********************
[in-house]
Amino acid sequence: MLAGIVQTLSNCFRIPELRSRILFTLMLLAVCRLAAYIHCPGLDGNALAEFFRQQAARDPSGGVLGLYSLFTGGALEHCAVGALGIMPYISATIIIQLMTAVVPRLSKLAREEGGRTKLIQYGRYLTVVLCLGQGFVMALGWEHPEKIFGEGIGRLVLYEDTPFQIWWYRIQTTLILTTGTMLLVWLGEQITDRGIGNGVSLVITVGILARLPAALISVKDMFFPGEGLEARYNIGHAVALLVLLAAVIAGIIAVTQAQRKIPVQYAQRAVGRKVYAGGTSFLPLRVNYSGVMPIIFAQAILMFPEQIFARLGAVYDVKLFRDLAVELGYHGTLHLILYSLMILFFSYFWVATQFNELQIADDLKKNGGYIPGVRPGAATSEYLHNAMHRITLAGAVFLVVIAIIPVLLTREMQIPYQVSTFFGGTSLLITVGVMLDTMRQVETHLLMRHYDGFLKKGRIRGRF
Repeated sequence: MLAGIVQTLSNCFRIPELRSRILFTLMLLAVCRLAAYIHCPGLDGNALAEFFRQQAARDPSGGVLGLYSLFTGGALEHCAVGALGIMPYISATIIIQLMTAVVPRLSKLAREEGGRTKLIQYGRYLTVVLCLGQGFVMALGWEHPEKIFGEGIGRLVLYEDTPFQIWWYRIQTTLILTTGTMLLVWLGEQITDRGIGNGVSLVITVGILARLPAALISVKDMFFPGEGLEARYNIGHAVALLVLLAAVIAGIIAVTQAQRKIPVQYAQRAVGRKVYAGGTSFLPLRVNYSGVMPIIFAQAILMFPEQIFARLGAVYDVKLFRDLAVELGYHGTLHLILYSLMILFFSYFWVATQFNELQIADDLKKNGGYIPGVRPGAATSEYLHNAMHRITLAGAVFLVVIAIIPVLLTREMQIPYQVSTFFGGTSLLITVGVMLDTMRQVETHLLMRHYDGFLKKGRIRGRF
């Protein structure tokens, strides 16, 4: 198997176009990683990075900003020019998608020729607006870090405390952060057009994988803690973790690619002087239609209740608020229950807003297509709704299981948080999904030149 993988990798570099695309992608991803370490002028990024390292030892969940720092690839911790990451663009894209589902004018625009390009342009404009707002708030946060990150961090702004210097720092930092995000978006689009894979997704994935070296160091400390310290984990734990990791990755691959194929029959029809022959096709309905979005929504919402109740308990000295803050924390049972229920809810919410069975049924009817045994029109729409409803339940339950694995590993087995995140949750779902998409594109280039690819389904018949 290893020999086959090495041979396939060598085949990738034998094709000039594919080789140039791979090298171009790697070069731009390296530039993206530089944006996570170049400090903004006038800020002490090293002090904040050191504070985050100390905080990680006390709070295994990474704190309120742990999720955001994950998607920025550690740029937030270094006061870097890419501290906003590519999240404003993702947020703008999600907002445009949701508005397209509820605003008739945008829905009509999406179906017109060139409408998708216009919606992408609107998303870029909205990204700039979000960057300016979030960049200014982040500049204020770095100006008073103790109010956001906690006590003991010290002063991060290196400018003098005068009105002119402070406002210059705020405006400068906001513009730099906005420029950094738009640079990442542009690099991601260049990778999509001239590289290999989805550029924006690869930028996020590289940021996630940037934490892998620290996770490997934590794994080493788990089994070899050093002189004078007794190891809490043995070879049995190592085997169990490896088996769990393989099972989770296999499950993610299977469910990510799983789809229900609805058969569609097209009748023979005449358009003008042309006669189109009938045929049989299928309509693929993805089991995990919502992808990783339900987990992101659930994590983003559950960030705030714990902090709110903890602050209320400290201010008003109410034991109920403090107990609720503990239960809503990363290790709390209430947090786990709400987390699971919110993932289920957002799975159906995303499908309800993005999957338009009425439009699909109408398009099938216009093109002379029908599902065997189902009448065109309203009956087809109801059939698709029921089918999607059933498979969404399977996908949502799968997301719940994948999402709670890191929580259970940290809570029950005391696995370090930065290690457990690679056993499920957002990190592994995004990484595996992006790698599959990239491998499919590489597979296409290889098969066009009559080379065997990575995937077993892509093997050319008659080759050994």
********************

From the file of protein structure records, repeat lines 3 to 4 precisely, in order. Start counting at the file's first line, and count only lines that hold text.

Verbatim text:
Repeated sequence: MLAGIVQTLSNCFRIPELRSRILFTLMLLAVCRLAAYIHCPGLDGNALAEFFRQQAARDPSGGVLGLYSLFTGGALEHCAVGALGIMPYISATIIIQLMTAVVPRLSKLAREEGGRTKLIQYGRYLTVVLCLGQGFVMALGWEHPEKIFGEGIGRLVLYEDTPFQIWWYRIQTTLILTTGTMLLVWLGEQITDRGIGNGVSLVITVGILARLPAALISVKDMFFPGEGLEARYNIGHAVALLVLLAAVIAGIIAVTQAQRKIPVQYAQRAVGRKVYAGGTSFLPLRVNYSGVMPIIFAQAILMFPEQIFARLGAVYDVKLFRDLAVELGYHGTLHLILYSLMILFFSYFWVATQFNELQIADDLKKNGGYIPGVRPGAATSEYLHNAMHRITLAGAVFLVVIAIIPVLLTREMQIPYQVSTFFGGTSLLITVGVMLDTMRQVETHLLMRHYDGFLKKGRIRGRF
């Protein structure tokens, strides 16, 4: 198997176009990683990075900003020019998608020729607006870090405390952060057009994988803690973790690619002087239609209740608020229950807003297509709704299981948080999904030149 993988990798570099695309992608991803370490002028990024390292030892969940720092690839911790990451663009894209589902004018625009390009342009404009707002708030946060990150961090702004210097720092930092995000978006689009894979997704994935070296160091400390310290984990734990990791990755691959194929029959029809022959096709309905979005929504919402109740308990000295803050924390049972229920809810919410069975049924009817045994029109729409409803339940339950694995590993087995995140949750779902998409594109280039690819389904018949 290893020999086959090495041979396939060598085949990738034998094709000039594919080789140039791979090298171009790697070069731009390296530039993206530089944006996570170049400090903004006038800020002490090293002090904040050191504070985050100390905080990680006390709070295994990474704190309120742990999720955001994950998607920025550690740029937030270094006061870097890419501290906003590519999240404003993702947020703008999600907002445009949701508005397209509820605003008739945008829905009509999406179906017109060139409408998708216009919606992408609107998303870029909205990204700039979000960057300016979030960049200014982040500049204020770095100006008073103790109010956001906690006590003991010290002063991060290196400018003098005068009105002119402070406002210059705020405006400068906001513009730099906005420029950094738009640079990442542009690099991601260049990778999509001239590289290999989805550029924006690869930028996020590289940021996630940037934490892998620290996770490997934590794994080493788990089994070899050093002189004078007794190891809490043995070879049995190592085997169990490896088996769990393989099972989770296999499950993610299977469910990510799983789809229900609805058969569609097209009748023979005449358009003008042309006669189109009938045929049989299928309509693929993805089991995990919502992808990783339900987990992101659930994590983003559950960030705030714990902090709110903890602050209320400290201010008003109410034991109920403090107990609720503990239960809503990363290790709390209430947090786990709400987390699971919110993932289920957002799975159906995303499908309800993005999957338009009425439009699909109408398009099938216009093109002379029908599902065997189902009448065109309203009956087809109801059939698709029921089918999607059933498979969404399977996908949502799968997301719940994948999402709670890191929580259970940290809570029950005391696995370090930065290690457990690679056993499920957002990190592994995004990484595996992006790698599959990239491998499919590489597979296409290889098969066009009559080379065997990575995937077993892509093997050319008659080759050994």